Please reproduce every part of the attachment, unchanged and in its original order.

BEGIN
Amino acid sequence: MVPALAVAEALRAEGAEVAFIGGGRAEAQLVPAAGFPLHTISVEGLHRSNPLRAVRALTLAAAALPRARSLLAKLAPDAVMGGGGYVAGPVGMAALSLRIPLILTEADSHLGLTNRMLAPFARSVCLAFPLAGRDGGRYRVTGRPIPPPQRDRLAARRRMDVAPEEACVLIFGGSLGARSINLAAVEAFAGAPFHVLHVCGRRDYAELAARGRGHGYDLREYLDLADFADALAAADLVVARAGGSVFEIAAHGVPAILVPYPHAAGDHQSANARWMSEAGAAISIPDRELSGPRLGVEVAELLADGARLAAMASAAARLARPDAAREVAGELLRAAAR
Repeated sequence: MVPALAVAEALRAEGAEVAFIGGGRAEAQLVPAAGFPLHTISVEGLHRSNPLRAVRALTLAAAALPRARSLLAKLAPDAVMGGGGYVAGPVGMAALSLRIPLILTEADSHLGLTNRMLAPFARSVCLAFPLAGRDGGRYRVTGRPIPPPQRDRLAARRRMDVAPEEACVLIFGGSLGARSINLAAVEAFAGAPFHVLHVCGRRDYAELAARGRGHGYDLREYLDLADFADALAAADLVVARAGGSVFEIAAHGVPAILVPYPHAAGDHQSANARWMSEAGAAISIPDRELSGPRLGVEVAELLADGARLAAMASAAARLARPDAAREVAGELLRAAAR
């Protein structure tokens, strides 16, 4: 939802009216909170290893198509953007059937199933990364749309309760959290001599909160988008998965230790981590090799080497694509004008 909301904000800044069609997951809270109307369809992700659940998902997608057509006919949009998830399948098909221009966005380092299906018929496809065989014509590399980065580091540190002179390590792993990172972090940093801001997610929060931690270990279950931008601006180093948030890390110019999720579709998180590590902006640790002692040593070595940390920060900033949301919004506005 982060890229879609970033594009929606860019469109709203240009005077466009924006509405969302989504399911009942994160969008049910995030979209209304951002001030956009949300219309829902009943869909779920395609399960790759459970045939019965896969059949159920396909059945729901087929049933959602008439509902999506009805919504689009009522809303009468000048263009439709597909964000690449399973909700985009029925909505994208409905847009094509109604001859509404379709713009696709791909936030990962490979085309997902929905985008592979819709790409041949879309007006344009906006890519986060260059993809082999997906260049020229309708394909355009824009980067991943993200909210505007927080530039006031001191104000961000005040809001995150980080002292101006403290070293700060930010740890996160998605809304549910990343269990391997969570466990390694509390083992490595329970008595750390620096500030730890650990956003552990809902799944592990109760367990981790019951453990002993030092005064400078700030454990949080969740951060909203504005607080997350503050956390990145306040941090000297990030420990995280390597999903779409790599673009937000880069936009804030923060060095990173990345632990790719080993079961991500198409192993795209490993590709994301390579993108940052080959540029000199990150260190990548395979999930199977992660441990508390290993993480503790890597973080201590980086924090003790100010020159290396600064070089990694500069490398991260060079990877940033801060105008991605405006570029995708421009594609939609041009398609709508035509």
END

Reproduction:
Amino acid sequence: MVPALAVAEALRAEGAEVAFIGGGRAEAQLVPAAGFPLHTISVEGLHRSNPLRAVRALTLAAAALPRARSLLAKLAPDAVMGGGGYVAGPVGMAALSLRIPLILTEADSHLGLTNRMLAPFARSVCLAFPLAGRDGGRYRVTGRPIPPPQRDRLAARRRMDVAPEEACVLIFGGSLGARSINLAAVEAFAGAPFHVLHVCGRRDYAELAARGRGHGYDLREYLDLADFADALAAADLVVARAGGSVFEIAAHGVPAILVPYPHAAGDHQSANARWMSEAGAAISIPDRELSGPRLGVEVAELLADGARLAAMASAAARLARPDAAREVAGELLRAAAR
Repeated sequence: MVPALAVAEALRAEGAEVAFIGGGRAEAQLVPAAGFPLHTISVEGLHRSNPLRAVRALTLAAAALPRARSLLAKLAPDAVMGGGGYVAGPVGMAALSLRIPLILTEADSHLGLTNRMLAPFARSVCLAFPLAGRDGGRYRVTGRPIPPPQRDRLAARRRMDVAPEEACVLIFGGSLGARSINLAAVEAFAGAPFHVLHVCGRRDYAELAARGRGHGYDLREYLDLADFADALAAADLVVARAGGSVFEIAAHGVPAILVPYPHAAGDHQSANARWMSEAGAAISIPDRELSGPRLGVEVAELLADGARLAAMASAAARLARPDAAREVAGELLRAAAR
């Protein structure tokens, strides 16, 4: 939802009216909170290893198509953007059937199933990364749309309760959290001599909160988008998965230790981590090799080497694509004008 909301904000800044069609997951809270109307369809992700659940998902997608057509006919949009998830399948098909221009966005380092299906018929496809065989014509590399980065580091540190002179390590792993990172972090940093801001997610929060931690270990279950931008601006180093948030890390110019999720579709998180590590902006640790002692040593070595940390920060900033949301919004506005 982060890229879609970033594009929606860019469109709203240009005077466009924006509405969302989504399911009942994160969008049910995030979209209304951002001030956009949300219309829902009943869909779920395609399960790759459970045939019965896969059949159920396909059945729901087929049933959602008439509902999506009805919504689009009522809303009468000048263009439709597909964000690449399973909700985009029925909505994208409905847009094509109604001859509404379709713009696709791909936030990962490979085309997902929905985008592979819709790409041949879309007006344009906006890519986060260059993809082999997906260049020229309708394909355009824009980067991943993200909210505007927080530039006031001191104000961000005040809001995150980080002292101006403290070293700060930010740890996160998605809304549910990343269990391997969570466990390694509390083992490595329970008595750390620096500030730890650990956003552990809902799944592990109760367990981790019951453990002993030092005064400078700030454990949080969740951060909203504005607080997350503050956390990145306040941090000297990030420990995280390597999903779409790599673009937000880069936009804030923060060095990173990345632990790719080993079961991500198409192993795209490993590709994301390579993108940052080959540029000199990150260190990548395979999930199977992660441990508390290993993480503790890597973080201590980086924090003790100010020159290396600064070089990694500069490398991260060079990877940033801060105008991605405006570029995708421009594609939609041009398609709508035509």